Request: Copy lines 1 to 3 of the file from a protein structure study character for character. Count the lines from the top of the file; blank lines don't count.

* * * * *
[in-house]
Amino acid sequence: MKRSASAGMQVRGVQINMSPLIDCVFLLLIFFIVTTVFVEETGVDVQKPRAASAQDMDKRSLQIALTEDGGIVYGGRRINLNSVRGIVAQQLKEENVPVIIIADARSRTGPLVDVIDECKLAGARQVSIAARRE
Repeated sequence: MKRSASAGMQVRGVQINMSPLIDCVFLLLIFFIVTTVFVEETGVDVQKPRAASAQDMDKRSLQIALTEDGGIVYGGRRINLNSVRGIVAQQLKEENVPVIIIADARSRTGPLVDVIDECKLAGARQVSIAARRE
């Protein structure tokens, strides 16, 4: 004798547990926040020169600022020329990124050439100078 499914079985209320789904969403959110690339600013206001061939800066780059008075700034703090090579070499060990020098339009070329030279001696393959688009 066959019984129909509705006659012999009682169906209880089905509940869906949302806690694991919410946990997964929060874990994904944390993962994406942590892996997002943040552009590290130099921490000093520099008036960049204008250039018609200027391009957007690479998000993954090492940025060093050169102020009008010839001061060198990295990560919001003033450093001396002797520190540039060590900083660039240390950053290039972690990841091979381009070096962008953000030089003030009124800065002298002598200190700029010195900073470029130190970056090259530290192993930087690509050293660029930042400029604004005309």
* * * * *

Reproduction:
[in-house]
Amino acid sequence: MKRSASAGMQVRGVQINMSPLIDCVFLLLIFFIVTTVFVEETGVDVQKPRAASAQDMDKRSLQIALTEDGGIVYGGRRINLNSVRGIVAQQLKEENVPVIIIADARSRTGPLVDVIDECKLAGARQVSIAARRE
Repeated sequence: MKRSASAGMQVRGVQINMSPLIDCVFLLLIFFIVTTVFVEETGVDVQKPRAASAQDMDKRSLQIALTEDGGIVYGGRRINLNSVRGIVAQQLKEENVPVIIIADARSRTGPLVDVIDECKLAGARQVSIAARRE